My weekly collection of the provocative, intriguing, or curious, in a world where the house is falling down. The contextual, the cultural, and other things that catch my eye.
Image credit: via The Economist
- The more we find out about air pollution, the worse it gets. New research credibly links it to higher levels of violent crime.
- We’re living in a gerontocracy. Especially in the US. Older politicians respond less well to new problems and show poorer judgement.
- Which technologies will disappear in the next 50 years? Fewer than you might expect, say a whole lot of academic experts. Thanks to Pippa Biggs.
- Deepfakes are getting more sophisticated. Social and legal responses are more important than technology fixes.
- We over-rate confidence and charisma when we appoint leaders. They’re poor indicators of success. Oh, and they’re more associated with men. HBR podcast, 24’00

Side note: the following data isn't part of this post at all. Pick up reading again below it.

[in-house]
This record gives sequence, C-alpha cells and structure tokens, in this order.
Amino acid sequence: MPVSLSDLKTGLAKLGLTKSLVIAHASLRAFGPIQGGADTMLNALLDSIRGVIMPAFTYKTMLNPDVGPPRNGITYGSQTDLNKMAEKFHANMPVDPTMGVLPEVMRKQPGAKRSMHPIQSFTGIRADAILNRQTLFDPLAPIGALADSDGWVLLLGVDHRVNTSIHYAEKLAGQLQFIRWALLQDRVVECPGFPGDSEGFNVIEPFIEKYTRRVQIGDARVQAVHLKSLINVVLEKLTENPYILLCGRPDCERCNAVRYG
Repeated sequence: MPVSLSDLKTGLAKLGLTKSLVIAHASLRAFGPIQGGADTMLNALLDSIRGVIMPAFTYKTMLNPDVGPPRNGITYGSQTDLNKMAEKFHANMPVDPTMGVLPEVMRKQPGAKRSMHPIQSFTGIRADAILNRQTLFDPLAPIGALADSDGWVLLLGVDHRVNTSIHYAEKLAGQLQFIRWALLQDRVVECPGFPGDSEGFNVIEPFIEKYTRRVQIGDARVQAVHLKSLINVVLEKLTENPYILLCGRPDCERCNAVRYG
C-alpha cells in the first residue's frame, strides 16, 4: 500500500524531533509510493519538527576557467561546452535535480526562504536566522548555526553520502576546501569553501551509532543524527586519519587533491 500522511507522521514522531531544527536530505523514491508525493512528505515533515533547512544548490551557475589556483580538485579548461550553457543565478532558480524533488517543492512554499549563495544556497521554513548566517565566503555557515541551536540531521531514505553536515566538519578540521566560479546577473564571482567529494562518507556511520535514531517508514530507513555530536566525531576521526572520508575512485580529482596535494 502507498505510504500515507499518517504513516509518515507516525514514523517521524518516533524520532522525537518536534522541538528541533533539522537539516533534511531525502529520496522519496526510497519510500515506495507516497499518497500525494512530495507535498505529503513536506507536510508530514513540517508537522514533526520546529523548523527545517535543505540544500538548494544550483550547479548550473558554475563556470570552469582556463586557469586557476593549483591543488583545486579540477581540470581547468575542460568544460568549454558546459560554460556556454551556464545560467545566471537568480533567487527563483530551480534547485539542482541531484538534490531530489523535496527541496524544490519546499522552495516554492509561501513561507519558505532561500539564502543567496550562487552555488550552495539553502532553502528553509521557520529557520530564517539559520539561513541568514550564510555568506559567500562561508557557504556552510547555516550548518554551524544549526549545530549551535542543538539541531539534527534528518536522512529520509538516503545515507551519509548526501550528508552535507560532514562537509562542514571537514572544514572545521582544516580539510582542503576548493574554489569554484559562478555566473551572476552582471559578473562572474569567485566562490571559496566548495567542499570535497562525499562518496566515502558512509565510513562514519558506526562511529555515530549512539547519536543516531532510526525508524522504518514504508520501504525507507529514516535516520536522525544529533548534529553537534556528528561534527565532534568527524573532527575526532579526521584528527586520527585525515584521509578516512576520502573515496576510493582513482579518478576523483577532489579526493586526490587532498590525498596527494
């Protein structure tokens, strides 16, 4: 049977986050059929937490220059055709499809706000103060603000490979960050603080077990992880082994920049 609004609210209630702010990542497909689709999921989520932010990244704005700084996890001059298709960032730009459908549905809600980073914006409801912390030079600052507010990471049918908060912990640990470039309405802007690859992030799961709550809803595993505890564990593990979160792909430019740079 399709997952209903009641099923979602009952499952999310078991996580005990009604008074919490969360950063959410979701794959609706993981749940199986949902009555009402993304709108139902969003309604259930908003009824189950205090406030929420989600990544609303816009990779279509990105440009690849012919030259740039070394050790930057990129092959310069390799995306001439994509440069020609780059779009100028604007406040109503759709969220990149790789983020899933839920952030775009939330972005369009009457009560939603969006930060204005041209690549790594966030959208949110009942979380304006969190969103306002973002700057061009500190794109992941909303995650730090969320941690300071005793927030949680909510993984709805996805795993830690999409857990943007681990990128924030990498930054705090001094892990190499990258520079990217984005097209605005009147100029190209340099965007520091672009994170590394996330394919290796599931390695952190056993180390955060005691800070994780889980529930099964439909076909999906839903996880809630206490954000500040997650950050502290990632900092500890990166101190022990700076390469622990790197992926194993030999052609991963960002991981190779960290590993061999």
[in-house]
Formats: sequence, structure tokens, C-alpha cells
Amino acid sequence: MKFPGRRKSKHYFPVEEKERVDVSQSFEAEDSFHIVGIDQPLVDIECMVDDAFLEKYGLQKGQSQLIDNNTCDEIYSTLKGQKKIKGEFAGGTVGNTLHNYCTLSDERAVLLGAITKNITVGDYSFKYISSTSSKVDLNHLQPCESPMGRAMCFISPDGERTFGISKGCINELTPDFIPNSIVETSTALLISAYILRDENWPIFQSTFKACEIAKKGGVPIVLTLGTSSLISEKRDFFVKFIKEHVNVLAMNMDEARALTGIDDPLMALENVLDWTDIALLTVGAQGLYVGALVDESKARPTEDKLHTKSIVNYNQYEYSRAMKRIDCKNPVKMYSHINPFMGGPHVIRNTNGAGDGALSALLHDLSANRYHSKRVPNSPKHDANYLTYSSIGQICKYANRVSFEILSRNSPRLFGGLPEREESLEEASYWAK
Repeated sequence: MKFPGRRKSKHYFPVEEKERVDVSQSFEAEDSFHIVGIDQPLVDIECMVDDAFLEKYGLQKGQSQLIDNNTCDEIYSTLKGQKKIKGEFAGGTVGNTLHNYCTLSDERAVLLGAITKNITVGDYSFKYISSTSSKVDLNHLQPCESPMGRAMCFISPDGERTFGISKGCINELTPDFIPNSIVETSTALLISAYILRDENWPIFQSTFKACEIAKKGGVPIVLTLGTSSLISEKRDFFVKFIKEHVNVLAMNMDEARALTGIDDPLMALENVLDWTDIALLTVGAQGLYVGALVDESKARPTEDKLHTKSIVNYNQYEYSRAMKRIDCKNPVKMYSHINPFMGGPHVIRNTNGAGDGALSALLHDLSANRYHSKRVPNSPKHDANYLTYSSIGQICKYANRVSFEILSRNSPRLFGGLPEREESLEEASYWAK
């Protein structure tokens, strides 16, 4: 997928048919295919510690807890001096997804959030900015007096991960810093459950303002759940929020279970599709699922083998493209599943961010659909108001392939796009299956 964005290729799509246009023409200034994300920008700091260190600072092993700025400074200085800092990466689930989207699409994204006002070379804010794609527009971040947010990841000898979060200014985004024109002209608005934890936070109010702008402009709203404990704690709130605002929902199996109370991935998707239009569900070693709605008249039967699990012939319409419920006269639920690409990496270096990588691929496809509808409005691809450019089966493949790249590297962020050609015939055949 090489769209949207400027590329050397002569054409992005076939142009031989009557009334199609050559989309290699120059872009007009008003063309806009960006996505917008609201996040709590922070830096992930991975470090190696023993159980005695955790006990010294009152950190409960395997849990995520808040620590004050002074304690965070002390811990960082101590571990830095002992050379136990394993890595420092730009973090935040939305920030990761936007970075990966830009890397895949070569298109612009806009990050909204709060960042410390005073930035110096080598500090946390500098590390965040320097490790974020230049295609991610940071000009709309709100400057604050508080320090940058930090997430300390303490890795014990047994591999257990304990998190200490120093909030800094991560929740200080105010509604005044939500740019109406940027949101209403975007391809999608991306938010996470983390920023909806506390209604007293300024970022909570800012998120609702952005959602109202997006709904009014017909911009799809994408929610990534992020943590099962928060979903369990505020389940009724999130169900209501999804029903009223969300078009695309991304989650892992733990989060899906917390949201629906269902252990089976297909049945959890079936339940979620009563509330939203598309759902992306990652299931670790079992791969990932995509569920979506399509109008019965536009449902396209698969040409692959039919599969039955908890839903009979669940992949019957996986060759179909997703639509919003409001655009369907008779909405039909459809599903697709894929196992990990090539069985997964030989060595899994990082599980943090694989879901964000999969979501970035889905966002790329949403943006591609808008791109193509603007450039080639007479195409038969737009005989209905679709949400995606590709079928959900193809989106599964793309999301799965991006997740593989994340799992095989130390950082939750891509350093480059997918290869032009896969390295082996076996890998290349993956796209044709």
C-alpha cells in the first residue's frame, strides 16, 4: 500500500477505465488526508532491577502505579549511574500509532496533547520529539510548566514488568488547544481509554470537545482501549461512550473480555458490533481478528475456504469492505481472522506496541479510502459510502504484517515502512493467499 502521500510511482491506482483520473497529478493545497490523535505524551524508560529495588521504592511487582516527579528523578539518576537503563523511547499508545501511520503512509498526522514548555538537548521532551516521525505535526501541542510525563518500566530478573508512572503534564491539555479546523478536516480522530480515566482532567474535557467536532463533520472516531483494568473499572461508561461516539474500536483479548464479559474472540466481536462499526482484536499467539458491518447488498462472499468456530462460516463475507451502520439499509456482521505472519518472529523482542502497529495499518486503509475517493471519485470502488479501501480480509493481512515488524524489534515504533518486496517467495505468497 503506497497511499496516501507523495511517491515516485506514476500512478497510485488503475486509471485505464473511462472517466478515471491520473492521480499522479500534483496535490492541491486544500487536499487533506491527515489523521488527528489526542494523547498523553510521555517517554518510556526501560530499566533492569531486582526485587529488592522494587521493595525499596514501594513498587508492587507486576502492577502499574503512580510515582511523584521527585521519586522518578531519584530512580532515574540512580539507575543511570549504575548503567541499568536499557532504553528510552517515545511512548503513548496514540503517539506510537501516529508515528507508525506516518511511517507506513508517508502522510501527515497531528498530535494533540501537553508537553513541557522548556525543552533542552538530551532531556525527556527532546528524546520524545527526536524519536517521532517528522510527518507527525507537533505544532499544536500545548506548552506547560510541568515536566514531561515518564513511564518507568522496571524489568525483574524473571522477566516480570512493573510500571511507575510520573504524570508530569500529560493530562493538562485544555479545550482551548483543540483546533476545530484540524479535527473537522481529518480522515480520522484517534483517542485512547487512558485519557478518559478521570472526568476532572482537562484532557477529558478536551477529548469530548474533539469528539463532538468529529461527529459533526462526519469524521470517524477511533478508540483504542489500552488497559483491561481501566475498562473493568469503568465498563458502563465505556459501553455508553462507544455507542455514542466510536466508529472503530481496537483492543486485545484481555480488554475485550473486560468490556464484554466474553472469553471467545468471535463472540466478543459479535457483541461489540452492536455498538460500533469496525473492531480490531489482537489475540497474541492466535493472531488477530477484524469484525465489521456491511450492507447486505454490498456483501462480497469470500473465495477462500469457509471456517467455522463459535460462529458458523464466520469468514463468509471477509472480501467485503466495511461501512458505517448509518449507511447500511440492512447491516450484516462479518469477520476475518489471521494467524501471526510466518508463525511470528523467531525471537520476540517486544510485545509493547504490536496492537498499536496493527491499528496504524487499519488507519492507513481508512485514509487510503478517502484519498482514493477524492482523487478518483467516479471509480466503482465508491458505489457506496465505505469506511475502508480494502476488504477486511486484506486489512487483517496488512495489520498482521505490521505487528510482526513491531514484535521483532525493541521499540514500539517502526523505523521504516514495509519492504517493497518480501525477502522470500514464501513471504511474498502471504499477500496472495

- The Irish poet Ciaran Carson died this week. His collection The Irish for No gave a visceral sense of what it was like living in The Troubles.
- Corrections. Note to self: ignore Twitter threads on rail gauges. Paul Raven sent me this useful debunking. Had Brunel won the gauge wars in England, or the South the American Civil War, railway gauges could have been very different.
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“The whole world’s at sixes and sevens, and why the house hasn’t fallen down about our ears long ago is a miracle to me.” (Thornton Wilder)